Are We Victims of Destiny?
No one is a victim of Destiny. God never destines a man to do something; rather He creates whatever one wills to do. In its decrees or verdicts, Destiny always takes man’s free will into consideration.
Man is directly responsible for the misfortunes striking him. Any misfortune coming upon a man is either because of his misuse of his free will or because, as is the case with the Messengers, God wills to promote him to higher and higher ranks. For example, the sun is absolutely necessary for and indispensable to life. If a man stays in the sun too long and dies of sunstroke, no one has the right to complain about the sun. In the same way, the misfortunes we attribute to Destiny are, in fact, the result of our misuse of our free will. If, without taking our misuse of our will power into consideration, we accuse Destiny for the wrongs and ugliness that befall us, it is obviously insolence to Destiny, which will double the misfortune.
To cite another example, God Almighty has created and endowed us with certain faculties or powers. Lust is one of these powers. If we use it in unlawful ways, thus causing ourselves harm, it is we ourselves who must be blamed for it? God has given us this power so that we may use it in lawful ways to reproduce and thus we can be promoted to higher spiritual ranks since we resist the suggestions of our carnal self to use it illicitly. It is the same with anger. God Almighty has given it to us to defend ourselves and our religious and social values, not to hurt others. Therefore, if we are taken in by it and kill someone, the fault lies wholly with us, not with Destiny.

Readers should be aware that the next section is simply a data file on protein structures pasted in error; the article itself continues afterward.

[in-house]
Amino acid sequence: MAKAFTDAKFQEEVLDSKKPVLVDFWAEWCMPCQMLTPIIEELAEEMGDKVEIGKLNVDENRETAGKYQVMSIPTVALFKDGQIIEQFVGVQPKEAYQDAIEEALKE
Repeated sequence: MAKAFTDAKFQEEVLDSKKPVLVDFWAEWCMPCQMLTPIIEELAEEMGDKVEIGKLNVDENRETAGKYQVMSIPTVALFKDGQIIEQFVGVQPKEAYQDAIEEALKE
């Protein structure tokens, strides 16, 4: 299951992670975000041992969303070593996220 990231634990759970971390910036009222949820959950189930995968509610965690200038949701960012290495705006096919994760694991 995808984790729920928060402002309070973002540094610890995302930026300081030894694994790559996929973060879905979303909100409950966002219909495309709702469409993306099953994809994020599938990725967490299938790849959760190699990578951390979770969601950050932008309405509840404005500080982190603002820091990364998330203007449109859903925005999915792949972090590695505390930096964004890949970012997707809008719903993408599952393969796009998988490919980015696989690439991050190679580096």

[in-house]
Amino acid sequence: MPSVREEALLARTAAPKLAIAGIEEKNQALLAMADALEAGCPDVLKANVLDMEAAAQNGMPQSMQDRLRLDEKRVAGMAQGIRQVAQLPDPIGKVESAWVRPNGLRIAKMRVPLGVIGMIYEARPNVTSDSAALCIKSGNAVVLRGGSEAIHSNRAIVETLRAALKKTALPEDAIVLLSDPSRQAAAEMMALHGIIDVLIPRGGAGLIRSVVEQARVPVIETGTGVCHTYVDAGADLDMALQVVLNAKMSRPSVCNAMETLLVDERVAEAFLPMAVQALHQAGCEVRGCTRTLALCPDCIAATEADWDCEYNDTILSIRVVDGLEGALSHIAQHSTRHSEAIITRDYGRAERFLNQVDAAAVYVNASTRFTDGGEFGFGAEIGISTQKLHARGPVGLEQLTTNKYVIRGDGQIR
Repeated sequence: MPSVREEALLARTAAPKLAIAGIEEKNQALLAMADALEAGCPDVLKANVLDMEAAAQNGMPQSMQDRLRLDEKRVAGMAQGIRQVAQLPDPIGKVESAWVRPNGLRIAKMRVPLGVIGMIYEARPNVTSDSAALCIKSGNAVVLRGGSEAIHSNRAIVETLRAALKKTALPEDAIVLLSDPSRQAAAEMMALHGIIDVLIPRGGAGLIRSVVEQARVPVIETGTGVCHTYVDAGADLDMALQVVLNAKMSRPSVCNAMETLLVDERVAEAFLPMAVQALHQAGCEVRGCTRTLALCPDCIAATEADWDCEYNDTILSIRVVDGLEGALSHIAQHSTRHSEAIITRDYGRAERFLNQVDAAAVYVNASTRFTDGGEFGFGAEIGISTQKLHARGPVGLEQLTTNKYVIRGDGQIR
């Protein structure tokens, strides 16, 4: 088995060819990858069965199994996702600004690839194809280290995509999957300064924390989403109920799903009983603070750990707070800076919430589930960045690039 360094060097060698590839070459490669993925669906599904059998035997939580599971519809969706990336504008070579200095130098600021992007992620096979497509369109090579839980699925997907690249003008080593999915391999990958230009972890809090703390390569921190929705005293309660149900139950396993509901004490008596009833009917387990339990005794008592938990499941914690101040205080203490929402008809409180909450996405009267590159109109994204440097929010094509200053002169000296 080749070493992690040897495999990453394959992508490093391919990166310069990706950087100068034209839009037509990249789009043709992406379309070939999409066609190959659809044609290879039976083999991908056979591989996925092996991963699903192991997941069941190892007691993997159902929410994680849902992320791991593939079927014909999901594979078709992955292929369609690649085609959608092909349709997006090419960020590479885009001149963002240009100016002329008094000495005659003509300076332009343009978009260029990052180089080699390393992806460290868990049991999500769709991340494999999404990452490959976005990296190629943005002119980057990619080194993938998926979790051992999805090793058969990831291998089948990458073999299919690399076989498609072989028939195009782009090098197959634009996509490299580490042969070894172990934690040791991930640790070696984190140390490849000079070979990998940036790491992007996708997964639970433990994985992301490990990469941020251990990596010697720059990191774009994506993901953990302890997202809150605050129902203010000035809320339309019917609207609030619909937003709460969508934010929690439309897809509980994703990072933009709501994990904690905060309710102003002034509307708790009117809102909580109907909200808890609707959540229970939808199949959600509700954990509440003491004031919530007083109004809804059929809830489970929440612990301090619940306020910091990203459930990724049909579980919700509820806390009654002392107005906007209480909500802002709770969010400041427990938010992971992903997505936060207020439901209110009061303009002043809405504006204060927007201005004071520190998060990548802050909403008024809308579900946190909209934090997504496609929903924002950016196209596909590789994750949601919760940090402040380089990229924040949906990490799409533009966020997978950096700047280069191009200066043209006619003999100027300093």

Destiny relates to cause and effect together at the same time. If we judge only by considering the effect, we are usually mistaken. For example, if we accuse a father who is pulling his son’s ears without considering why he is doing that, we may wrong that father if he is pulling them either because of a fault of the son’s or because he likes him to be brought up better. So, in order to judge any event, particular or universal, we should consider everything related to it; if we are still unable to discern the good in an event, we should convince ourselves of the fact that whatever God does is good either in itself or with respect to its consequences, and never attempt to accuse Destiny impertinently.
It usually occurs that a man judges something to be evil, but it may be good for him or, by contrast, he concludes something, as good, but it may be bad for him. The Holy Book declares:
“It may be that you dislike a thing although it is good for you, and love a thing although it is bad for you. God knows but you know not (2:216).”
By M. Fethullah Gulen